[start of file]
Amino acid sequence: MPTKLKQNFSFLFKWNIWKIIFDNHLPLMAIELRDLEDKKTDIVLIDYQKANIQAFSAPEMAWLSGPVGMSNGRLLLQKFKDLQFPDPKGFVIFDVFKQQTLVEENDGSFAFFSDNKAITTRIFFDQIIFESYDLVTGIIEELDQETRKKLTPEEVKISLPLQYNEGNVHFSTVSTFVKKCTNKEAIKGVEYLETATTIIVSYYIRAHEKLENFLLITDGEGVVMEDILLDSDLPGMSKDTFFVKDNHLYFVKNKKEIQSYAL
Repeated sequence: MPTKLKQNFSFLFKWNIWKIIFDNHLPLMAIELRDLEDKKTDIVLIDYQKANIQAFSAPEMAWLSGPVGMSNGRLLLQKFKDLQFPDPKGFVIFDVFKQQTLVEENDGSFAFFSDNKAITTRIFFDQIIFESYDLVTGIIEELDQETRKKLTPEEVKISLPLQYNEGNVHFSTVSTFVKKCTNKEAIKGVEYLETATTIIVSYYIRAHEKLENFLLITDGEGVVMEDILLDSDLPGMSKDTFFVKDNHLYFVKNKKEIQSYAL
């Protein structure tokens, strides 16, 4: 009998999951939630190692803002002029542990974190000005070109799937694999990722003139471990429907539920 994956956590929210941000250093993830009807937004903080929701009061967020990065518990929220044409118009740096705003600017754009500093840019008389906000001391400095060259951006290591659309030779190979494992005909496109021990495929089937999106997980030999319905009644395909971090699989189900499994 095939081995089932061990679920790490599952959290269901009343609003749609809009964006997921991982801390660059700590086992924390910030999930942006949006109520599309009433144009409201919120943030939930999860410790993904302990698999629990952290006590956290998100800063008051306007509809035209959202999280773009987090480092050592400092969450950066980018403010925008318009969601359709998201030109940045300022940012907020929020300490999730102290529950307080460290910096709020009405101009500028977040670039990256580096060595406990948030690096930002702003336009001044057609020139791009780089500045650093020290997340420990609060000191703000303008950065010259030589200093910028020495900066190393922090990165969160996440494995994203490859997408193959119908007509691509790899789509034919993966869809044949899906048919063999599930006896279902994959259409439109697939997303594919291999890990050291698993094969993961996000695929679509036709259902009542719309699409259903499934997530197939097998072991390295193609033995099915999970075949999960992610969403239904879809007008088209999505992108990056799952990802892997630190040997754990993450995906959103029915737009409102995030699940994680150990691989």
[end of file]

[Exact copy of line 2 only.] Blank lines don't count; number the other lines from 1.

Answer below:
Repeated sequence: MPTKLKQNFSFLFKWNIWKIIFDNHLPLMAIELRDLEDKKTDIVLIDYQKANIQAFSAPEMAWLSGPVGMSNGRLLLQKFKDLQFPDPKGFVIFDVFKQQTLVEENDGSFAFFSDNKAITTRIFFDQIIFESYDLVTGIIEELDQETRKKLTPEEVKISLPLQYNEGNVHFSTVSTFVKKCTNKEAIKGVEYLETATTIIVSYYIRAHEKLENFLLITDGEGVVMEDILLDSDLPGMSKDTFFVKDNHLYFVKNKKEIQSYAL